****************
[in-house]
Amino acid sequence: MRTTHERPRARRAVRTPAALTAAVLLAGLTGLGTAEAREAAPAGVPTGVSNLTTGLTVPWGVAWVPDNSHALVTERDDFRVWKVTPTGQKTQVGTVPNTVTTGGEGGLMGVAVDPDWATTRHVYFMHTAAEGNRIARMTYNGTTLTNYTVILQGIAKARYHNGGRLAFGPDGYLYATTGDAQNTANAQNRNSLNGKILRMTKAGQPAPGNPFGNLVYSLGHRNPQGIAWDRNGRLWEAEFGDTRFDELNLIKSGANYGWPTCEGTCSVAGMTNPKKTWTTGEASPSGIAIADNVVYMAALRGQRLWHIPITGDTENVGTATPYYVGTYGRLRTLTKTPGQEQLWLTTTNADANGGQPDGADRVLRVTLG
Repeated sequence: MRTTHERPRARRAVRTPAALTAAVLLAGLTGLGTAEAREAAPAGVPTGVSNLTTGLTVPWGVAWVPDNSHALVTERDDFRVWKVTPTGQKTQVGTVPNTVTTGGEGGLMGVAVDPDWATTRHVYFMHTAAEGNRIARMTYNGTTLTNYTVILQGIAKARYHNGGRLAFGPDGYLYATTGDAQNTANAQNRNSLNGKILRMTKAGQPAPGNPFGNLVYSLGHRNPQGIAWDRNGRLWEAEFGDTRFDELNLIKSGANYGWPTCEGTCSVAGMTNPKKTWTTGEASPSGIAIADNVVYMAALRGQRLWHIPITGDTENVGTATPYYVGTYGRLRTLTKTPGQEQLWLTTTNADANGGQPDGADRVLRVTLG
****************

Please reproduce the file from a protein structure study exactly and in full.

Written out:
[in-house]
Amino acid sequence: MRTTHERPRARRAVRTPAALTAAVLLAGLTGLGTAEAREAAPAGVPTGVSNLTTGLTVPWGVAWVPDNSHALVTERDDFRVWKVTPTGQKTQVGTVPNTVTTGGEGGLMGVAVDPDWATTRHVYFMHTAAEGNRIARMTYNGTTLTNYTVILQGIAKARYHNGGRLAFGPDGYLYATTGDAQNTANAQNRNSLNGKILRMTKAGQPAPGNPFGNLVYSLGHRNPQGIAWDRNGRLWEAEFGDTRFDELNLIKSGANYGWPTCEGTCSVAGMTNPKKTWTTGEASPSGIAIADNVVYMAALRGQRLWHIPITGDTENVGTATPYYVGTYGRLRTLTKTPGQEQLWLTTTNADANGGQPDGADRVLRVTLG
Repeated sequence: MRTTHERPRARRAVRTPAALTAAVLLAGLTGLGTAEAREAAPAGVPTGVSNLTTGLTVPWGVAWVPDNSHALVTERDDFRVWKVTPTGQKTQVGTVPNTVTTGGEGGLMGVAVDPDWATTRHVYFMHTAAEGNRIARMTYNGTTLTNYTVILQGIAKARYHNGGRLAFGPDGYLYATTGDAQNTANAQNRNSLNGKILRMTKAGQPAPGNPFGNLVYSLGHRNPQGIAWDRNGRLWEAEFGDTRFDELNLIKSGANYGWPTCEGTCSVAGMTNPKKTWTTGEASPSGIAIADNVVYMAALRGQRLWHIPITGDTENVGTATPYYVGTYGRLRTLTKTPGQEQLWLTTTNADANGGQPDGADRVLRVTLG